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Why are there not enough taxis in Spain's Valencia?

The Local Spain
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Why are there not enough taxis in Spain's Valencia?
There are 3,000 official taxi licences issued in the Valencian capital.(Photo by GABRIEL BOUYS / AFP)

Hospitality industry experts and airline operators have complained that Spain's third city Valencia doesn't have enough taxis to match its status as a tourism hotspot.

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There are almost endless reasons to come to Valencia: the Mediterranean climate, the history, the natural parks and beaches, the futuristic City of Arts and Sciences, and of course, the paella, to name just a few.

But one thing you might struggle to find when holidaying in Spain's third city is a taxi. This is according to hospitality industry insiders and airline operators, who have both criticised the lack of cabs in the holiday hotspot recently.

Hotel and tourism association Hosbec Valencia has described the "evident lack of taxi service" in Valencia as one of the main complaints made by tourists staying in the city's hotels.

"There are waits of more than 30-45 minutes on more occasions than desired, as can be evidenced by complaints collected at the receptions of accommodation in the city."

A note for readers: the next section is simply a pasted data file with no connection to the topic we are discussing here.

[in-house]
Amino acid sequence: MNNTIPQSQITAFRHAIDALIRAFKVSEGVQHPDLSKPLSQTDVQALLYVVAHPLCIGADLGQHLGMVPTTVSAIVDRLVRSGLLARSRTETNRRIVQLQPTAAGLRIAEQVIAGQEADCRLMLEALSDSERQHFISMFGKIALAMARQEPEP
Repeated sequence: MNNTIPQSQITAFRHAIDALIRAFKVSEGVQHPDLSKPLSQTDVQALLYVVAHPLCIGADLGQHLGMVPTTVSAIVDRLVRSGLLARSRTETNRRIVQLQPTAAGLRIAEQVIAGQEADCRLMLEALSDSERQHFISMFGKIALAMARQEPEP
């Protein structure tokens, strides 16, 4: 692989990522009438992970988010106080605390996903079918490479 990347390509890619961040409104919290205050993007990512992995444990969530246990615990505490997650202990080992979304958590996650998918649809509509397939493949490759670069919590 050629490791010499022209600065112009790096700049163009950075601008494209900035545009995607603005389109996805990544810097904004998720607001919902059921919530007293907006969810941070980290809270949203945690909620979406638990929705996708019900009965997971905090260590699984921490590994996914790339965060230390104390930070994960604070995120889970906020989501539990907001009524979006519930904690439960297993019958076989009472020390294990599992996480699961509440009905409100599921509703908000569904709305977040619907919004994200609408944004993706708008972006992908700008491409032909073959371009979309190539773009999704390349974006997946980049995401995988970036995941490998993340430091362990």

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In a press statement, Hosbec described the "discomfort of a high number of customers in relation to the taxi service of the city. Long queues at points of arrival, waiting longer than 30 minutes at certain peak times, even, inability to find service on the street or to be able to have telephone attention or via applications of the grouped services of taxi drivers."

The association has blamed a shortfall in taxi licences granted by local government since the Covid-19 pandemic as the main reason.

The issue has even been raised abroad, with organisers of a major tourism sector event in the UK pointing out that a global tourist destination like Valencia just doesn't have the number of taxis to keep up with demand. The shortage of taxis in the Valencian capital was noted "by managers of airlines operating in the city during the last London WTM fair," according to Hosbec.

READ ALSO: Seven essential apps that make life in Valencia easier for foreign residents

This shortage has led Hosbec to lobby local government and the Generalitat to look for solutions. However, there is a paradox here. At the end of September, in contrast to the criticism from the hotel sector, the city's taxi drivers staged demonstrations for completely the opposite reasons. Among their grievances was a reduction in the number of taxis working on the streets during the autumn season.

Hosbec says that the taxi shortage, combined with the newly introduced tourist tax in the region, means the city could jeopardise efforts to position itself as a world leading tourist destination. In 2024, Valencia will be the European Green Capital.

READ ALSO: EXPLAINED: The new tourism tax in Spain’s Valencia region

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Hosbec also called on local government to at least match "the number of total licenses that were in the city in 2019, in anticipation of the increase in activity in the short and medium term."

There are 3,000 official taxi licences issued in the Valencian capital. The population of the city is 792,492, according to Spain's national statistics body (INE).

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